Director Jonathan Liebesman may have got his start working on the horror films DARKNESS FALLS and THE TEXAS CHAINSAW MASSACRE: THE BEGINNING, but he’s now moved up to the big budget action leagues with BATTLE: LA.
The ambitious and impressive alien invasion flick follows a global alien attack, with Los Angeles being the last hope at victory as a ragtag platoon of marines try to figure out what these aliens are made of and what they want.
ASSIGNMENT X recently spoke with Liebesman in this exclusive interview as he talks about filming the movie and teases about what he hopes to do on his forthcoming WRATH OF THE TITANS (a sequel to last year’s CLASH OF THE TITANS reboot).
ASSIGNMENT X: What made you decide to go the documentary approach for BATTLE: LA?
JONATHAN LIEBESMAN: I had seen [DISTRICT 9’s] Neill Blomkamp’s short films, and watched films by guys who had put CGI into normal hand-held video footage and it was stunning. It was very weird and such a good idea. As I started sketching out ideas, I thought “this should be this style.” It wasn’t so much of a no brainer when I read the script, but then, “yeah, it should be SAVING PRIVATE RYAN and BLACK HAWK DOWN with aliens”. And stylistically Neill blazed the trail with that style with the hand-held vibe, and he ended up shooting DISTRICT 9 that way and it was perfect for this film.
AX: What was your philosophy on not showing too much of the creature?
LIEBESMAN: I feel the problem is, audiences imaginations are so much better. As soon as you show something, it will demystify it. You have to hope they will find the characters interesting enough to accept you’re not going to show them everything. So, yeah, that’s kind of the philosophy. Also, how much would you see of aliens if you were in combat with them? As you go into the streets, you barely see them, and then when you get to see them, you take advantage of that moment. The philosophy is “what would really happen?” The editor was pretty honest, and would say “that looks like s**t, you can’t show that.”
AX: Are you looking to continue this story?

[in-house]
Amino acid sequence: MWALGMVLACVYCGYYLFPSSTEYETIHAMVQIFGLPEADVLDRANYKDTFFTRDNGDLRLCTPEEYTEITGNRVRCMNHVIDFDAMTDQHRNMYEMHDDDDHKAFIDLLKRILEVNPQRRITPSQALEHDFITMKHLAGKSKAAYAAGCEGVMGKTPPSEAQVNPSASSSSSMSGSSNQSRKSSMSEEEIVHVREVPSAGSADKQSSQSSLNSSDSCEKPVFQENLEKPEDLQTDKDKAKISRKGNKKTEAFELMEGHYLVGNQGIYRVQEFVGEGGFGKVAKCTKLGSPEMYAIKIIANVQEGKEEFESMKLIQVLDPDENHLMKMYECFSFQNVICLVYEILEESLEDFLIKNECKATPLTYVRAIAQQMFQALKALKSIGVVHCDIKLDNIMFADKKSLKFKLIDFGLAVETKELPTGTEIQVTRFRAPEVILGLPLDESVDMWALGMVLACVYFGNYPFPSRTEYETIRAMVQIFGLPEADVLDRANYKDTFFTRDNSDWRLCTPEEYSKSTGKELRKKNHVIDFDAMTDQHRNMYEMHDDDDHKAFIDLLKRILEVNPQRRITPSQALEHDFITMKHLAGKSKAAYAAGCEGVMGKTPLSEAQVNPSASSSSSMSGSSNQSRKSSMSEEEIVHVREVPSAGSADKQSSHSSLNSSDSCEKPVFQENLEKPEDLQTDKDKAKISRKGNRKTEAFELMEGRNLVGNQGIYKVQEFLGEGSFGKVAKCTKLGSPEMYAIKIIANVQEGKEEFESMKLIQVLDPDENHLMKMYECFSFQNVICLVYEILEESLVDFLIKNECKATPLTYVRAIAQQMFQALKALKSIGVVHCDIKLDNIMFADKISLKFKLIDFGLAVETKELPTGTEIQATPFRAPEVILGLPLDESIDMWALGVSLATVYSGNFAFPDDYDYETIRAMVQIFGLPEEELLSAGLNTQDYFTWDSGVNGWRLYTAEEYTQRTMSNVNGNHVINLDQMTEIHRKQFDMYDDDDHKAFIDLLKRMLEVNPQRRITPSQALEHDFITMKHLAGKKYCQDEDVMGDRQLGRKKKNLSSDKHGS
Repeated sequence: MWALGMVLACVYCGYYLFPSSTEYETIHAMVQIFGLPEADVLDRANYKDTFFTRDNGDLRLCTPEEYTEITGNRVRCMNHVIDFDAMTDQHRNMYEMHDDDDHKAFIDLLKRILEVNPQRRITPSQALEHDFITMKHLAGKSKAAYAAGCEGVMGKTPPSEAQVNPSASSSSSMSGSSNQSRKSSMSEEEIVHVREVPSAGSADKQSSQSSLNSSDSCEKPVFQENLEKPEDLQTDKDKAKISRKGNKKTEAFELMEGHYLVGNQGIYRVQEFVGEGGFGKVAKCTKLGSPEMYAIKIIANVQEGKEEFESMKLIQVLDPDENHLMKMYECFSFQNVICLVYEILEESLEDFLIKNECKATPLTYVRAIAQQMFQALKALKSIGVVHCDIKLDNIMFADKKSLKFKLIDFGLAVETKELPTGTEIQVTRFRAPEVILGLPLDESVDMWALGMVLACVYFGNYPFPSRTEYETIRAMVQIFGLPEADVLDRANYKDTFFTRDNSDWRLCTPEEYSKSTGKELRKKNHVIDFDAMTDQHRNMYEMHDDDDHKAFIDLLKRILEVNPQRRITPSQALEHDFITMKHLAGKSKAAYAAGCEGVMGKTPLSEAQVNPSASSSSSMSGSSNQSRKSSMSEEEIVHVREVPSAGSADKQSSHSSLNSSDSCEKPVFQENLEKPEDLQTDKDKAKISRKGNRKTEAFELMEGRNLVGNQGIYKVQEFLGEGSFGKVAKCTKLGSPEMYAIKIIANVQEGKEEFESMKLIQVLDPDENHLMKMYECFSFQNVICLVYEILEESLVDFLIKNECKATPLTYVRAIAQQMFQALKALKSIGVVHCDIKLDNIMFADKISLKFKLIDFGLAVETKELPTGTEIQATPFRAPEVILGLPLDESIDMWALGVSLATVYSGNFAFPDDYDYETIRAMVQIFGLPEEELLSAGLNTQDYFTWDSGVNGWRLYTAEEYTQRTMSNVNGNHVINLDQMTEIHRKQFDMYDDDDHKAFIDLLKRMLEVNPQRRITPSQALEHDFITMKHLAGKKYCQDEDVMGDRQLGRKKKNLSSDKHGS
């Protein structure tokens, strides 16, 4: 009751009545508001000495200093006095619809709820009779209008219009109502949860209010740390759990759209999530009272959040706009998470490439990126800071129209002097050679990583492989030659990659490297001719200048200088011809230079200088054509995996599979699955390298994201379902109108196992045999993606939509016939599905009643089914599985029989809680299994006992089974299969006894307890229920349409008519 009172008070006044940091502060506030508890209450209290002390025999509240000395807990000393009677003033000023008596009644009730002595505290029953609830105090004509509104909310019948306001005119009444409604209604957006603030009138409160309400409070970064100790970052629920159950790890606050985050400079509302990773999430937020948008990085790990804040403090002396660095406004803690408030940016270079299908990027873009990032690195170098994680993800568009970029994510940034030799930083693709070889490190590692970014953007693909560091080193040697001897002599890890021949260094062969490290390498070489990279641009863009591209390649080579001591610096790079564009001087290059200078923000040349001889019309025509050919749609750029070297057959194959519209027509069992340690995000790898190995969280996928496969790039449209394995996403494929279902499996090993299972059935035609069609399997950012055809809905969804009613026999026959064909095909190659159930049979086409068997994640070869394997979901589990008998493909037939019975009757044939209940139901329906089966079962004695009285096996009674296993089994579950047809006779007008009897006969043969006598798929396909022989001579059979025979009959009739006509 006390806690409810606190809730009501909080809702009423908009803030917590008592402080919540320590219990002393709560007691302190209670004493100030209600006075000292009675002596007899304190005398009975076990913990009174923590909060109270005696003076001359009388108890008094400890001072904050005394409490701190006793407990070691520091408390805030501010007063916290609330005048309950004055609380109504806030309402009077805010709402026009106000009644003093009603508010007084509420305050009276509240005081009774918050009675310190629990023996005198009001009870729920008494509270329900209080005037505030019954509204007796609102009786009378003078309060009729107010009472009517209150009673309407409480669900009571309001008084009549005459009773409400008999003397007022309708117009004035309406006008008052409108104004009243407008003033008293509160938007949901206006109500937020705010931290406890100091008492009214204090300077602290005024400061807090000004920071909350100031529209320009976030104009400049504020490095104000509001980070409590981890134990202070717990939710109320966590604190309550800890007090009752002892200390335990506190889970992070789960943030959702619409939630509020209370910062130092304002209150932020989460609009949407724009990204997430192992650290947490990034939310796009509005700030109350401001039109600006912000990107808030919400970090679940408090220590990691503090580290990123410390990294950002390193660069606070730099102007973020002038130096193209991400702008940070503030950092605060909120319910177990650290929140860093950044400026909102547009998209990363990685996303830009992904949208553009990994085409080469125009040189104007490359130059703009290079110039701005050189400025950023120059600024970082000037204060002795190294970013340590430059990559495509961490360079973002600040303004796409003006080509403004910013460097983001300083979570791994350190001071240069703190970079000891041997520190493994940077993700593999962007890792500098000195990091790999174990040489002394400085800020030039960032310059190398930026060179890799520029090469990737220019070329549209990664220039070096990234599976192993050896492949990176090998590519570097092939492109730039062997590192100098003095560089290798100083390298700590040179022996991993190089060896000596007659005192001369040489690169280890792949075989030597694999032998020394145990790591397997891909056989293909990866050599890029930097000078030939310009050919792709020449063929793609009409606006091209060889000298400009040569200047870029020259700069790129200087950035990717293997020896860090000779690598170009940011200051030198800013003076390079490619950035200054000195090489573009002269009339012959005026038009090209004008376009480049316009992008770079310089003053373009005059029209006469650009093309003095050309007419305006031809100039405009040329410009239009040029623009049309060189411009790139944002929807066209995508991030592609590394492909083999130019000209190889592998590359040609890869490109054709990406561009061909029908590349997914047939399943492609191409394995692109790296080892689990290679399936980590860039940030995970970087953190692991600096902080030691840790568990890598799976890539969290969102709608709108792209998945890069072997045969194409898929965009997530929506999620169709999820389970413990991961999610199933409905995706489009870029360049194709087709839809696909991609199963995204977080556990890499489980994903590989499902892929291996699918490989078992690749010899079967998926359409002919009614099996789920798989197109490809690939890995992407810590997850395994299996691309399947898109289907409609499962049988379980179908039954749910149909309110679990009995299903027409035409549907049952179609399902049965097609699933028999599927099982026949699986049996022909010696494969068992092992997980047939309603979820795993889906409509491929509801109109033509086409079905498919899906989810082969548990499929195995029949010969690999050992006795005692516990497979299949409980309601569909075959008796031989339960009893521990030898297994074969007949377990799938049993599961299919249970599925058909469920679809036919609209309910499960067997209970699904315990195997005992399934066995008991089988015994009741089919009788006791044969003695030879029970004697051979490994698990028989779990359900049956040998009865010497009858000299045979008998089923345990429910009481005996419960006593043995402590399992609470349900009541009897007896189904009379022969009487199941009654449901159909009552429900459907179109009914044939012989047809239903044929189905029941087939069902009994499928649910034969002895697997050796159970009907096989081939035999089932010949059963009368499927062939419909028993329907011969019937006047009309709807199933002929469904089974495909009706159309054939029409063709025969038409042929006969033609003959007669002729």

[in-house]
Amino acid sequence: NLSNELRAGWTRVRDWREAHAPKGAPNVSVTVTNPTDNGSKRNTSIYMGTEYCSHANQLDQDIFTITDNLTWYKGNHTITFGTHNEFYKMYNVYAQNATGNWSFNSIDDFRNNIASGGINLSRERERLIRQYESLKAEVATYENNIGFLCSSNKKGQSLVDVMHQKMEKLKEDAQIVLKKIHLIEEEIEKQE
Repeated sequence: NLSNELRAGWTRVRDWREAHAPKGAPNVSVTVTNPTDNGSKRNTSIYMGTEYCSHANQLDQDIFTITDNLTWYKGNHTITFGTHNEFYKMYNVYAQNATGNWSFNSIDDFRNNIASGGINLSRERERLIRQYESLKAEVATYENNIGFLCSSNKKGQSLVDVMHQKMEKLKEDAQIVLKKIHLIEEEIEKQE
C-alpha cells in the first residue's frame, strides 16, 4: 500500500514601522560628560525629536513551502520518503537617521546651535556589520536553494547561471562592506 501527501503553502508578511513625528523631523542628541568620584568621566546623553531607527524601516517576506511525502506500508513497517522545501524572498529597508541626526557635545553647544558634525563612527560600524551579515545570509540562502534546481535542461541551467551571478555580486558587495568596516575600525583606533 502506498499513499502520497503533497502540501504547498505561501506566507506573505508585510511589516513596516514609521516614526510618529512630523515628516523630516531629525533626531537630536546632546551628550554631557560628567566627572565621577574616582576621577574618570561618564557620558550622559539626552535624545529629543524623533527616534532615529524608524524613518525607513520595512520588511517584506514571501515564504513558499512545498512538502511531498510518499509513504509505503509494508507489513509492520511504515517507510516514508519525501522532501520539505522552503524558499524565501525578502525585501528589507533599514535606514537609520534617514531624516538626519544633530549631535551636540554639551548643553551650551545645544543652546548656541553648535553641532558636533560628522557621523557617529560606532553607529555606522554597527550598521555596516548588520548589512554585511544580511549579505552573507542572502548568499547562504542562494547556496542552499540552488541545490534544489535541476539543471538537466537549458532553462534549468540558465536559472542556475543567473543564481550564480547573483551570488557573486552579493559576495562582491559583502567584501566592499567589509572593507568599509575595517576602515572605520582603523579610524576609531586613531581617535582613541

LIEBESMAN: If I get to do another BATTLE movie, if it does well, and people wanted to see another one, it would be a far superior movie. It will be ROAD WARRIOR to MAD MAX.
AX: Would it be more Los Angeles battling?
LIEBESMAN: I would like to see something more evolved than taking back Los Angeles. Something bigger and more ambitious than that.
AX: I think people forget that being a horror director, helps with action films. Your experience with those earlier films is what I think makes BATTLE: LA so good.
LIEBESMAN: You definitely learn on every film and bring it to the next one. Everything I learned on this one will be valuable to WRATH [OF THE TITANS]. I think if you look at CHAINSAW. The script is whatever it is, but there’s definite suspense in there and I’ve learned how to put an audience on edge. You have to set something up that’s terrifying, so the whole first part of BATTLE is setting up what these creatures are capable of and how they just destroy everything on a macro-level. Now you’re in the street with them and they kick your ass. And when you cut to the scene in Laundromat with the young marine, it’s setting up how scary these things are and it’s a total horror trick. The first scene in a horror movie is to show how bad this thing is. In SCREAM, it rips everyone apart, in JAWS it kills the girl, in THE RING, it’s the aftermath of the videotape.
AX: Do you feel it’s important to convince people that the 3D in WRATH will be better than the botched post-convert job done on CLASH?
LIEBESMAN: It’s like when you become a mayor of the state, the state exists, and things have happened before and you have to explain why you’re moving in a new direction. I think the proof is in the pudding. When we show the first footage, whenever that will be, it better be f**king good, I won’t have to apologize anymore.
AX: What have you taken from BATTLE: LA that you know you’re taking into WRATH.
LIEBESMAN: I definitely think a grounded, gritty feel – a realistic vibe. We’re using technical advisors for the action sequences and not just to be showy and flashy, but what [actor] Sam [Worthington] and I have been talking about is getting him totally battered in this movie. It’s going to feel real he’s really taking hit hits. Stuff like Mel Gibson in BRAVEHEART did so well where he gets f**ked up – just him getting hurt and him being sort of rusty are elements that Aaron [Eckhart] did well in BATTLE: LOS ANGELES. You really feel this guy is determined, but he’s not a young buck.
AX: Do you want to get Aaron in WRATH?
LIEBESMAN: I would have loved to, but most of the parts were cast and the studios already had ideas of who they wanted. Man, I want to work with him again, I don’t care what. I just had a good time with him.
AX: It’s so hard to establish yourself, especially starting in the genre. You’ve done an incredible job, but you’ve said before that you had to shoot some of the movie before you went into your pitch meeting to secure your BATTLE: LA job.
LIEBESMAN: It never ends. That’s why I took WRATH. They offered it to me, I know I can do something good with this and I don’t want to do another audition. I don’t write my own material. What blew me away when I entered the industry, when they have a great script, they give it to the big directors and those guys are duking it out, even with their track records. You have Ridley Scott and dudes like that – they still fight for stuff. They still have to pitch to a studio. It’s unbelievable to me. It scares me, because it never ends. We’re talking about the best dudes, unless you write your own stuff. I guess Ill have to somehow fall asleep one night and wake up with writing talent.
(additional reporting by A.C. Ferrante)